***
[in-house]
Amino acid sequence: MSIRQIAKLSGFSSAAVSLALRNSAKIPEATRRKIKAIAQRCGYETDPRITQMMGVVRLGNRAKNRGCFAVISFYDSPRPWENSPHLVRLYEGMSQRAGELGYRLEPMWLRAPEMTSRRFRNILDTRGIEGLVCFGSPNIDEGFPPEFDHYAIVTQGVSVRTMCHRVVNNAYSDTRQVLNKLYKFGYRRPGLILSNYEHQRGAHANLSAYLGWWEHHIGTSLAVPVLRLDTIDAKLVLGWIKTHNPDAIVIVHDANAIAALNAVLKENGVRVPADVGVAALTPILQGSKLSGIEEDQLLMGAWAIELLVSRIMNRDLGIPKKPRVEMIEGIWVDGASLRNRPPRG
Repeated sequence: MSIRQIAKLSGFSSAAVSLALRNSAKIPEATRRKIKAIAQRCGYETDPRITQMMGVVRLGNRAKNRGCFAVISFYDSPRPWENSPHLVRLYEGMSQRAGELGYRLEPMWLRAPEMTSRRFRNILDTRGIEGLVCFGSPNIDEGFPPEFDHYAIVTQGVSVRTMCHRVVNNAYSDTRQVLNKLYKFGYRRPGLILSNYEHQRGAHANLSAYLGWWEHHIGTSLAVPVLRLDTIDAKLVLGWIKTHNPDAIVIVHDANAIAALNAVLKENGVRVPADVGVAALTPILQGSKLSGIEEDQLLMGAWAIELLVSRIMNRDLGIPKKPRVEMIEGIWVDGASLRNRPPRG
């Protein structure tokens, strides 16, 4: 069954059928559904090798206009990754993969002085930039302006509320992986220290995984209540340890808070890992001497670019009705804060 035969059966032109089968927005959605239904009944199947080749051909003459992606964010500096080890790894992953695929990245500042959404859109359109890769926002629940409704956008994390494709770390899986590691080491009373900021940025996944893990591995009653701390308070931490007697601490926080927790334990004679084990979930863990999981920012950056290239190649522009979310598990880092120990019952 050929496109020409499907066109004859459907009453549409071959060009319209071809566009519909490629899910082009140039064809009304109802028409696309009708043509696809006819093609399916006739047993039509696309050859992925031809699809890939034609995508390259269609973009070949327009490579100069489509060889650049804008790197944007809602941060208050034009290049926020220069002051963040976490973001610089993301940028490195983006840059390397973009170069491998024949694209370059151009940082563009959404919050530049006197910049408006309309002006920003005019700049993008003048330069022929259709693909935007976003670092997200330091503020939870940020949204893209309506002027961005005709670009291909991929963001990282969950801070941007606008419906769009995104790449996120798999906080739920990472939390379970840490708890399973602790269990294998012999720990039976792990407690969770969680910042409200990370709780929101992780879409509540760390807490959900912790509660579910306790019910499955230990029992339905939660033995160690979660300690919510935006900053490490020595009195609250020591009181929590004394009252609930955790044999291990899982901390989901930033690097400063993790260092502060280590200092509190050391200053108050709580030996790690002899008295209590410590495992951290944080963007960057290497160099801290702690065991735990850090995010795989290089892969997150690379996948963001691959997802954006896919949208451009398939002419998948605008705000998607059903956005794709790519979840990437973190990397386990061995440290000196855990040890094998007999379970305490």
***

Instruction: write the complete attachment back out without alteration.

[in-house]
Amino acid sequence: MSIRQIAKLSGFSSAAVSLALRNSAKIPEATRRKIKAIAQRCGYETDPRITQMMGVVRLGNRAKNRGCFAVISFYDSPRPWENSPHLVRLYEGMSQRAGELGYRLEPMWLRAPEMTSRRFRNILDTRGIEGLVCFGSPNIDEGFPPEFDHYAIVTQGVSVRTMCHRVVNNAYSDTRQVLNKLYKFGYRRPGLILSNYEHQRGAHANLSAYLGWWEHHIGTSLAVPVLRLDTIDAKLVLGWIKTHNPDAIVIVHDANAIAALNAVLKENGVRVPADVGVAALTPILQGSKLSGIEEDQLLMGAWAIELLVSRIMNRDLGIPKKPRVEMIEGIWVDGASLRNRPPRG
Repeated sequence: MSIRQIAKLSGFSSAAVSLALRNSAKIPEATRRKIKAIAQRCGYETDPRITQMMGVVRLGNRAKNRGCFAVISFYDSPRPWENSPHLVRLYEGMSQRAGELGYRLEPMWLRAPEMTSRRFRNILDTRGIEGLVCFGSPNIDEGFPPEFDHYAIVTQGVSVRTMCHRVVNNAYSDTRQVLNKLYKFGYRRPGLILSNYEHQRGAHANLSAYLGWWEHHIGTSLAVPVLRLDTIDAKLVLGWIKTHNPDAIVIVHDANAIAALNAVLKENGVRVPADVGVAALTPILQGSKLSGIEEDQLLMGAWAIELLVSRIMNRDLGIPKKPRVEMIEGIWVDGASLRNRPPRG
């Protein structure tokens, strides 16, 4: 069954059928559904090798206009990754993969002085930039302006509320992986220290995984209540340890808070890992001497670019009705804060 035969059966032109089968927005959605239904009944199947080749051909003459992606964010500096080890790894992953695929990245500042959404859109359109890769926002629940409704956008994390494709770390899986590691080491009373900021940025996944893990591995009653701390308070931490007697601490926080927790334990004679084990979930863990999981920012950056290239190649522009979310598990880092120990019952 050929496109020409499907066109004859459907009453549409071959060009319209071809566009519909490629899910082009140039064809009304109802028409696309009708043509696809006819093609399916006739047993039509696309050859992925031809699809890939034609995508390259269609973009070949327009490579100069489509060889650049804008790197944007809602941060208050034009290049926020220069002051963040976490973001610089993301940028490195983006840059390397973009170069491998024949694209370059151009940082563009959404919050530049006197910049408006309309002006920003005019700049993008003048330069022929259709693909935007976003670092997200330091503020939870940020949204893209309506002027961005005709670009291909991929963001990282969950801070941007606008419906769009995104790449996120798999906080739920990472939390379970840490708890399973602790269990294998012999720990039976792990407690969770969680910042409200990370709780929101992780879409509540760390807490959900912790509660579910306790019910499955230990029992339905939660033995160690979660300690919510935006900053490490020595009195609250020591009181929590004394009252609930955790044999291990899982901390989901930033690097400063993790260092502060280590200092509190050391200053108050709580030996790690002899008295209590410590495992951290944080963007960057290497160099801290702690065991735990850090995010795989290089892969997150690379996948963001691959997802954006896919949208451009398939002419998948605008705000998607059903956005794709790519979840990437973190990397386990061995440290000196855990040890094998007999379970305490």